Canadian Slang by Region

Even though Canadians officially speak English and French, Canadian slang can be considered a third language everyone understands. The specific Canadian slang terms vary from region to region with some slang being used universally across Canada. These are some of the most popular Canadian words and phrases used as slang.

Canadian Flag Waving As Canadian Slang by Region Canadian Flag Waving As Canadian Slang by Region
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Canadian Slang of the Atlantic and Central Provinces

If you’re visiting Eastern or Central Canada, including Newfoundland, Nova Scotia, New Brunswick, Ontario, and Quebec, these slang words will be familiar to the locals. Some have a French Canadian influence.

  • beaver tail - a dessert made of fried dough, sometimes called an elephant ear
  • the Big O or the Big Owe - the Olympic Stadium in Montreal
  • the Big Smoke - name for Toronto; has been also used for Vancouver
  • Bluenoser - a person living in Nova Scotia
  • Bogtrotter - a resident of New Brunswick, also used for residents of the other Atlantic Provinces
  • b'y or boy - man, dude, or buddy
  • ByTown - name for Ottawa, Ontario
  • Caper - a person from Cape Breton Island
  • centre of the Universe - a sarcastic term for Toronto, Ontario, because of the inhabitant's attitudes
  • Downhomer - a resident of Newfoundland; can refer to someone from any part of Atlantic Canada
  • Hog Town or Hogtown - nickname for Toronto
  • Hollywood North - nickname for Toronto because of the amount of film production
  • Maritimer - residents of the Maritime provinces on the east coast of Canada
  • Newfie or Newf - a resident of Newfoundland (this term can sometimes be offensive)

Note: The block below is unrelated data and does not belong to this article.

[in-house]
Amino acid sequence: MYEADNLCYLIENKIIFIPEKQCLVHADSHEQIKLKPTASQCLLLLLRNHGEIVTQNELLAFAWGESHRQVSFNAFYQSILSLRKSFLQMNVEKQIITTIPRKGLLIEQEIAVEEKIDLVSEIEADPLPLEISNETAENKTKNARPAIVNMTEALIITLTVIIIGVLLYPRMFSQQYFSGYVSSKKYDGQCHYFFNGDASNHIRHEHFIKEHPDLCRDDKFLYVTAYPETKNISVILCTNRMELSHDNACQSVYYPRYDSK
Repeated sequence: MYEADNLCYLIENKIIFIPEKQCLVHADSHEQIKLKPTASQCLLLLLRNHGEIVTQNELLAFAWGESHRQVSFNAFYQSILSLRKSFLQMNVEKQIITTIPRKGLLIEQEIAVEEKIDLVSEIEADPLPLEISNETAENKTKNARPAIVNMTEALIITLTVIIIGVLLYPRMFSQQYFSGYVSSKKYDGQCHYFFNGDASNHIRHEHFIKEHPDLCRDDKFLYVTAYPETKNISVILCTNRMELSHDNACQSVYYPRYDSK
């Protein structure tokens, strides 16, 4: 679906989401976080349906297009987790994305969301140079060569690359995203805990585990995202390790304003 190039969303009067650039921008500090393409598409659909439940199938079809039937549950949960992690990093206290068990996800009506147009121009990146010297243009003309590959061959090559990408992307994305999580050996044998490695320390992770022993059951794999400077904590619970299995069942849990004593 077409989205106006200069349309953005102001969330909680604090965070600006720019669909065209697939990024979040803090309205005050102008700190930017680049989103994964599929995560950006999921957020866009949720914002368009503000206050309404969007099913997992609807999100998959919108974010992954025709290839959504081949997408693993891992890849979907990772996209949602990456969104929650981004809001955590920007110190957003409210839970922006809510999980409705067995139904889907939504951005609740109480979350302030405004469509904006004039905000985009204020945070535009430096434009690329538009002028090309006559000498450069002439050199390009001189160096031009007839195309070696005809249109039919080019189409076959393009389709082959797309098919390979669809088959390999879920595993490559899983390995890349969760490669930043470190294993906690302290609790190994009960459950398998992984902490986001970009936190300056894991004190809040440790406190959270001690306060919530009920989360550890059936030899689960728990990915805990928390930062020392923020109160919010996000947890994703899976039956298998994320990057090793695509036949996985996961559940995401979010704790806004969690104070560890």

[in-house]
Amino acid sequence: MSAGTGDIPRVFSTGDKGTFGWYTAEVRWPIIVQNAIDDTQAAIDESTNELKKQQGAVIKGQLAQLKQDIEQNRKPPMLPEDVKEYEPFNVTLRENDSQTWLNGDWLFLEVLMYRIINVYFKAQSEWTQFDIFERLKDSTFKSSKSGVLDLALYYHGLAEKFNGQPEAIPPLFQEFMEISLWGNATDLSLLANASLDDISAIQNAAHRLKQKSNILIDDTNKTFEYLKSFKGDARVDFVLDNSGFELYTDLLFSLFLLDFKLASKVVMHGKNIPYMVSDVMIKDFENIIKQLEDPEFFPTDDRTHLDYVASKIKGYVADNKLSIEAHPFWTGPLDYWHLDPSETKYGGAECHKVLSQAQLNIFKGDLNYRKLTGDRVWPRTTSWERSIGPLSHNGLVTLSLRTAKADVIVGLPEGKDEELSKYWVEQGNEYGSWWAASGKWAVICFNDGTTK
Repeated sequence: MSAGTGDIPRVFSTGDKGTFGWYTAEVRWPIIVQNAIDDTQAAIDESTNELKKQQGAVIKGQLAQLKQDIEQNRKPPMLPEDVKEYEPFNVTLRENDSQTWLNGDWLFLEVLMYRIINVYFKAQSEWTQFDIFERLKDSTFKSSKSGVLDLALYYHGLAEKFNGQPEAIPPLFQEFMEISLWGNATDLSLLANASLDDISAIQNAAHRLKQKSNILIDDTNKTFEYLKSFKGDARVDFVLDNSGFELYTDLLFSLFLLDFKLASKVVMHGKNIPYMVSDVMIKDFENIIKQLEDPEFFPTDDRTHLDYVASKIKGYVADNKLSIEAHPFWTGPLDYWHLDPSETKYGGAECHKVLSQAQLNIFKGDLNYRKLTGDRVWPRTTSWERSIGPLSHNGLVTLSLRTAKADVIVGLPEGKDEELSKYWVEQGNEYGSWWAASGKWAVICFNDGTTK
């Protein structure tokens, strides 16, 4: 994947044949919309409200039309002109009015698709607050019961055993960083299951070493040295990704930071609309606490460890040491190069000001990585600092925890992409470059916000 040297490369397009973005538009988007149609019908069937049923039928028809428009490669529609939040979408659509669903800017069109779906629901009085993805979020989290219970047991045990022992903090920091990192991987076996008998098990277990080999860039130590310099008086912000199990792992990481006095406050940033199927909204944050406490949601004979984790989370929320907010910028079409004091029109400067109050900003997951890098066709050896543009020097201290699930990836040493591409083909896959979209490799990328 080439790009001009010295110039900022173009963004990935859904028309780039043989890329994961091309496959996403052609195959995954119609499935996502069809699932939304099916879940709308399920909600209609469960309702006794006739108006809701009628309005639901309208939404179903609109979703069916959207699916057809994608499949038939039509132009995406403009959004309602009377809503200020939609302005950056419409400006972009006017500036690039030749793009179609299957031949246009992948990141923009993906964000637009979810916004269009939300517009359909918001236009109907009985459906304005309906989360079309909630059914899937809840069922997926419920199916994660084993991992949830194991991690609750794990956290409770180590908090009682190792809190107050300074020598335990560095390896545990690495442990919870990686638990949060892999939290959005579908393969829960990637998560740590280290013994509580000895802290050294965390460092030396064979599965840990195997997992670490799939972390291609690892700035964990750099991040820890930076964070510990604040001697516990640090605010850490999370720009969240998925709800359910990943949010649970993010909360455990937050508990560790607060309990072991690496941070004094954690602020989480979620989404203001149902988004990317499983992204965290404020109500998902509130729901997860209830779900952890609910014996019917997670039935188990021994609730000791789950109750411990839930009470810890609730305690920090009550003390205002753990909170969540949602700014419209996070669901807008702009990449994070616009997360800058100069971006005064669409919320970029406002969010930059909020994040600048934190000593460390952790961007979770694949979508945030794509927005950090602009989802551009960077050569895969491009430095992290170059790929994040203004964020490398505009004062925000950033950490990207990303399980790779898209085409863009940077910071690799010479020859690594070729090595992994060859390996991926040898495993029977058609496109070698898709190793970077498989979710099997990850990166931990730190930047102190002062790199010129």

• the Hammer - nickname for Hamilton, Ontario
  • the Rock - Newfoundland
  • Scivey - (SKY-vee) someone who is untrustworthy or stingy

Slang of the Prairie Provinces

The Canadian Provinces, known as “the Prairies,” in the middle of the country have their own unique slang terms. These are a few examples of slang in Manitoba, Saskatchewan, and Alberta.

  • bunnyhug - (Saskatchewan) refers to a hooded sweatshirt
  • Cow-Town - nickname for Calgary, Alberta
  • the Hat - nickname for Medicine Hat, Alberta
  • jam buster - a jelly-filled doughnut
  • the Peg and Peg City - nickname for Winnipeg, Manitoba
  • takitish - slang for "take it easy"
  • dainties - sweet treats
  • social - a party, often held by an engaged couple

Slang of Western and Northern Canada

The Western and Northern portions of Canada are vast, and there is much variation in the landscape and culture in British Columbia, Nunavut, Northwest Territories, and Yukon Territory. However, these slang terms are unique to this region.

  • back East - any area east of the Rockies
  • British California - nickname for British Columbia because of the similarities between BC and California
  • bush or the bush - area of hunting, mines and forests.
  • bushed - a person who has been in the bush too long; someone uncivilized
  • Cariboozer - a person from Cariboo Country in BC
  • Coastie - a person from Vancouver or the Lower Mainland; someone with city attitudes and dress
  • Ditchland or Ditchmond - Richmond, BC, named because of deep drainage ditches in the past